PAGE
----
November 2018

Cleveland Clinic Researcher Receives Grant for ACL Surgery Research

Kurt P. Spindler, MD, of Cleveland Clinic and founder of the Multicenter Orthopaedic Outcomes Network (MOON) Group, has received a 5-year, $6 million grant to study techniques used for anterior cruciate ligament (ACL) reconstruction. The grant, awarded by the National Institutes of Health’s National Institute of Arthritis and Musculoskeletal and Skin Diseases, supports a multi-center, randomized clinical trial aimed at determining if outcomes of a new surgical technique, Bridge-Enhanced® ACL Repair (BEAR®), are equal to or better than outcomes of the standard autograft patellar tendon reconstruction, at 6, 12, and 24 months post surgery. The BEAR procedure begins with drilling small tunnels to place a suture into the ACL fibers and stabilize the knee. The tissue-engineered scaffold, invented by Martha Murray, MD, at Boston Children’s Hospital, is implanted through a small incision in the knee. Surgeons then pull the stitched ACL tibial stump into the scaffold as the knee is extended. The patient’s own blood is applied to the scaffold to provide growth factors and stimulate healing.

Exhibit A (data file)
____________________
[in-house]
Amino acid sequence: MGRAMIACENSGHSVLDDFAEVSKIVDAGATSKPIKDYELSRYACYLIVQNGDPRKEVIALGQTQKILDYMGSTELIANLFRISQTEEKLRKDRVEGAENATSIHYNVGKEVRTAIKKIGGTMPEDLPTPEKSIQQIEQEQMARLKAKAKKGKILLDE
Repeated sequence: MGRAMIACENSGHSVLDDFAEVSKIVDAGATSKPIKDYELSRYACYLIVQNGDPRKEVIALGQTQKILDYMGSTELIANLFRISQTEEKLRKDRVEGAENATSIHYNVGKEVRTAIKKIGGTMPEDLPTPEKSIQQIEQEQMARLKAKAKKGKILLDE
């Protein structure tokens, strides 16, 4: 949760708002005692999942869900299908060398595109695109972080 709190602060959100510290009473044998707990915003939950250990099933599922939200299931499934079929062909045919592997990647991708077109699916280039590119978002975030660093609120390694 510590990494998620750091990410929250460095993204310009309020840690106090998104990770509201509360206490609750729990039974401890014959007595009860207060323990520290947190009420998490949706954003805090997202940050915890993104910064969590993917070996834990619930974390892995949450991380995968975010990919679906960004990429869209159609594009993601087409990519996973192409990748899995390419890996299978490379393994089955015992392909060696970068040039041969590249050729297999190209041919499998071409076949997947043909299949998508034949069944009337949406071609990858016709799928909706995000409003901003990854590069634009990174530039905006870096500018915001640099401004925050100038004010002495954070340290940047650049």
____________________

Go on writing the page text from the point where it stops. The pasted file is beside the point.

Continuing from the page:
“The current standard for ACL surgery is a complex reconstruction procedure that has a high rate of success in terms of return to sports and activities of daily living. But the failure rate is high in adolescents,” said Spindler, who is also the lead investigator. “There is some graft site morbidity and the propensity to develop early posttraumatic osteoarthritis (PTOA) is not prevented.”

This research will build upon prior studies led by Murray that showed the BEAR technique to have similar results to ACL reconstruction in preclinical and early clinical studies. Researchers expect earlier improved range of motion and knee kinematics in the short term and no graft harvest morbidity for the patients treated with Bridge-Enhanced ACL Repair. The BEAR implant is an investigational device and is only available for use in U.S. Food and Drug Administration–approved clinical trials.

The cohort will include 200 participants who are between 18 and 40 years old and have complete ACL tears. Surgery will take place within 50 days of the injury. Patients are expected to return to normal activities in a few months and to sports in about 9 months, Spindler noted.

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